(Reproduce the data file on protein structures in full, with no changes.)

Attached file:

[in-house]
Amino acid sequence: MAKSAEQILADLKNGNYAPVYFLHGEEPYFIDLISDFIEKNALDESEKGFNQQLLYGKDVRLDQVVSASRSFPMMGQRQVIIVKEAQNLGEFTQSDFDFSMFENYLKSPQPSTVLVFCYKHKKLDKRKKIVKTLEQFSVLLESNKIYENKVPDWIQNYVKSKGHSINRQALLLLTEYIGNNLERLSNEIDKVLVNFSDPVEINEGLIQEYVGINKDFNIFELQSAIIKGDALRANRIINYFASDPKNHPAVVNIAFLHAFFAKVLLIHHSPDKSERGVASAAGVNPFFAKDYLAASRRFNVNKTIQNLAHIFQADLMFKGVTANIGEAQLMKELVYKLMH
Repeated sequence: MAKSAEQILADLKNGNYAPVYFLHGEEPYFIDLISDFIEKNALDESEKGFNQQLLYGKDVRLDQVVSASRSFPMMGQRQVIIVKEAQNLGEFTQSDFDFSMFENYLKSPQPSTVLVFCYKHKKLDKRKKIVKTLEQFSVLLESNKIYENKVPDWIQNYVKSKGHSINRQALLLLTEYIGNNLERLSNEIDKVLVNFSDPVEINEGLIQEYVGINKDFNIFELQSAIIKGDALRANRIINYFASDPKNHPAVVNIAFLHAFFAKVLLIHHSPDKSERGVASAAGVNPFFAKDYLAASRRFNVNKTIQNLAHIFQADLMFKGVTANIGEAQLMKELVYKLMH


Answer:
[in-house]
Amino acid sequence: MAKSAEQILADLKNGNYAPVYFLHGEEPYFIDLISDFIEKNALDESEKGFNQQLLYGKDVRLDQVVSASRSFPMMGQRQVIIVKEAQNLGEFTQSDFDFSMFENYLKSPQPSTVLVFCYKHKKLDKRKKIVKTLEQFSVLLESNKIYENKVPDWIQNYVKSKGHSINRQALLLLTEYIGNNLERLSNEIDKVLVNFSDPVEINEGLIQEYVGINKDFNIFELQSAIIKGDALRANRIINYFASDPKNHPAVVNIAFLHAFFAKVLLIHHSPDKSERGVASAAGVNPFFAKDYLAASRRFNVNKTIQNLAHIFQADLMFKGVTANIGEAQLMKELVYKLMH
Repeated sequence: MAKSAEQILADLKNGNYAPVYFLHGEEPYFIDLISDFIEKNALDESEKGFNQQLLYGKDVRLDQVVSASRSFPMMGQRQVIIVKEAQNLGEFTQSDFDFSMFENYLKSPQPSTVLVFCYKHKKLDKRKKIVKTLEQFSVLLESNKIYENKVPDWIQNYVKSKGHSINRQALLLLTEYIGNNLERLSNEIDKVLVNFSDPVEINEGLIQEYVGINKDFNIFELQSAIIKGDALRANRIINYFASDPKNHPAVVNIAFLHAFFAKVLLIHHSPDKSERGVASAAGVNPFFAKDYLAASRRFNVNKTIQNLAHIFQADLMFKGVTANIGEAQLMKELVYKLMH